As I sit here reflecting on our time in Morocco, I realize it would take one hundred blog posts to share what I've seen and learned and that still wouldn't be enough. You see, Morocco was a feeling, a feeling I have been experiencing every day since I have been back. Just like the weavings, the stories I was told while sipping mint tea, the people I learned from while sitting in a nomadic cave, and the women whom I watched create their art have been woven inside of me.

We were on our way to a remote campsite a few hours outside of Ouarzazate when our friend Abdul asked if we would like to meet a family he knew that was on the way to the camp. Of course we said yes! As it turns out, we were on our way to meet a nomadic Berber family. I was overwhelmed by what was to come.

A nomadic life is not an easy one. It may be one of the hardest ways to live physically and mentally. Families who live a nomadic life are carrying on their family tradition that dates back thousands of years. Nomads live this way because their lives revolve around their livestock. They move through the seasons with their herd so their animals, usually goats, have the proper land to graze on. If they stayed in one part of the country, the food supply for their herd would deplete in a matter of weeks. So they trek on, with their family in tow, and their herds right in front.

As we walked up to the camp we were greeted by this family's donkey--who in a way acts as their security system, always letting them know when something or someone is near. After that, a little girl walked up to us--very shy--as I could only imagine because here we are strangers arriving completely unannounced. Her name is Harrah. One of the most beautiful beings I've ever seen. Harrah is about eight years old--her mother wasn't completely sure as they do not keep track of time the way we do. Not even a few minutes go by for us without knowing the time, as we are constantly looking at our devices. Here, for a moment, time didn't matter at all.

We then met Harrah's Aunt, Fatima. The first thing I noticed about Fatima was something I didn't think I was ever going to see in my life. A little backstory--I have a deep appreciation for the art of tattooing as it is a subject I studied in university and now on my own. If you are reading this you also know I collect textiles. The patterns I am drawn to the most in Morocco are the ones that represent the symbols of facial tattoos Berber women used to have in the old days when there was a need to differentiate what tribe women came from. As a Berber woman goes through her life she may acquire more tattoos to display her marital status, if she has been divorced, and so on it goes as her story unfolds. Fatima had a line tattooed down her chin. In Marrakech, I spoke with multiple rug dealers who explained that women, even in the rural villages, no longer have these facial markings. While I sat in front of Fatima looking at her beautiful face, I just kept thinking I am looking at a woman that has carried on an ancient tradition in ways that far exceed her tattoos. An ancient way of life.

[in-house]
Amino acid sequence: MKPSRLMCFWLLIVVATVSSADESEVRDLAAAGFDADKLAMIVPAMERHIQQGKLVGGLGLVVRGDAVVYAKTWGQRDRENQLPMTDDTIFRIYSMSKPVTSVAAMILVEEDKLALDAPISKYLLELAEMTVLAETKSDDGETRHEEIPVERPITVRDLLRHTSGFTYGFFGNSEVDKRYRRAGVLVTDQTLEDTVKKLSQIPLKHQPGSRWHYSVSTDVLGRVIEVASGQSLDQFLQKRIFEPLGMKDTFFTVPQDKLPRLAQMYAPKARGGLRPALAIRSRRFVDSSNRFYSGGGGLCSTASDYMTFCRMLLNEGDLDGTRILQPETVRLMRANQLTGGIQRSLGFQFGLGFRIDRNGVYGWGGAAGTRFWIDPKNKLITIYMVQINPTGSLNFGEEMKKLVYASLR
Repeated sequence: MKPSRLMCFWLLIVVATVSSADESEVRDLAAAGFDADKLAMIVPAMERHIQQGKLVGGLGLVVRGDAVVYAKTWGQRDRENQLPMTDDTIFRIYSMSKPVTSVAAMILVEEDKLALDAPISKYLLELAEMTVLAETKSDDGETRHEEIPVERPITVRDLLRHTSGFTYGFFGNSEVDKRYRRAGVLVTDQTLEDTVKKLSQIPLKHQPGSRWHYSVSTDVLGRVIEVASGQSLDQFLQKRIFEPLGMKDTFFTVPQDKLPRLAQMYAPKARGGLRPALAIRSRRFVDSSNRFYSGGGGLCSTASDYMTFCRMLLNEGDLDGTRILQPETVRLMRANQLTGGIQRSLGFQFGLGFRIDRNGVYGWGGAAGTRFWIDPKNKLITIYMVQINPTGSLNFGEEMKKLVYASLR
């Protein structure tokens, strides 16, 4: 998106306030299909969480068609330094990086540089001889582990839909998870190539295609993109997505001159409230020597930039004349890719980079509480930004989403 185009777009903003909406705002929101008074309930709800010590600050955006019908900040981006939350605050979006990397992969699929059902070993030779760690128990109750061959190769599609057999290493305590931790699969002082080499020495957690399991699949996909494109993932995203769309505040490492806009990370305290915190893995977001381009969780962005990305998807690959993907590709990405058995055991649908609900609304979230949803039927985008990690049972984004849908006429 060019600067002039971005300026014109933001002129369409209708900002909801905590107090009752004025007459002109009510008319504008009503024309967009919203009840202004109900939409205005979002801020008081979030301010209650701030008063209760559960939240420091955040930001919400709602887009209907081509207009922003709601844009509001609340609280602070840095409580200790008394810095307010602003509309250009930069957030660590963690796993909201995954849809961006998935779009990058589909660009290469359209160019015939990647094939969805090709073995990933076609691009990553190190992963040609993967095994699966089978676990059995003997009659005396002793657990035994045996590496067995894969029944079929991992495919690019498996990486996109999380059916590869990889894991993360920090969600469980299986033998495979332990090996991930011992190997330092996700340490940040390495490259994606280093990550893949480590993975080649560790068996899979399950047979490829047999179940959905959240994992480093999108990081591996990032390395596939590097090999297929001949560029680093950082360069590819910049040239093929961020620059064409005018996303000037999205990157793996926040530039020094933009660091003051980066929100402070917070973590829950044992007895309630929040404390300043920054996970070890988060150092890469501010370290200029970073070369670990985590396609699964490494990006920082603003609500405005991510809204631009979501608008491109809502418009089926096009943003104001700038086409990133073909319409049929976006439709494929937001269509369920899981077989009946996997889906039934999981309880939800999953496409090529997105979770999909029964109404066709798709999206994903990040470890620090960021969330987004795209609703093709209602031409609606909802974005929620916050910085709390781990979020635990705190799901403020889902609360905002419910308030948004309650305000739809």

We sat with Harrah and Fatima in one of the five caves that constitutes as their home. Each cave was quite small, though one was dedicated to cooking, one was for weaving on the loom, one was for sleeping, and two larger caves were for the goats to sleep in at night. The men are gone during the day moving with the herd to find the best grazing land. The women hold down the fort at home and work on weaving rugs in their spare time, tending to their land and feeding their family. Harrah's mum was quite sick during our visit, but she had the most joyous smile. Harrah's older sister was very quiet but curious, it had me think about what life may be like as a teenager living nomadically. The girls do not go to school and it is likely their parents will arrange their marriage with another nomadic family in the area. It is a brutal lifestyle as they move through the mountains and the Sahara Desert depending on the season, but it is the life they know. The life they love. Below are photographs. I felt weary about photographing their home and their faces but through our friend Abdul who translated for us, they assured me it was quite alright. I showed Harrah this photo of herself and she had a look on her face that I have never seen before. I'm not sure if she had ever seen a photo of herself. It put life in perspective for me. We grow up and have photos of our family and friends in our homes and on our phones and social media, but this is so far from the nomadic life. They do not have running water, they have to go miles to bring it back if they do not have a well. They do not have toilets, access to a hospital, or cell phones. They cannot run to the store if they need supplies, they have to walk hundreds of miles to the weekly market in the closest town to get what they need and even those trips are very few and far between. Despite all of these obstacles and what we would see as a dangerous way to live, they have everything they need. Their family, their livelihood, their Morocco. 



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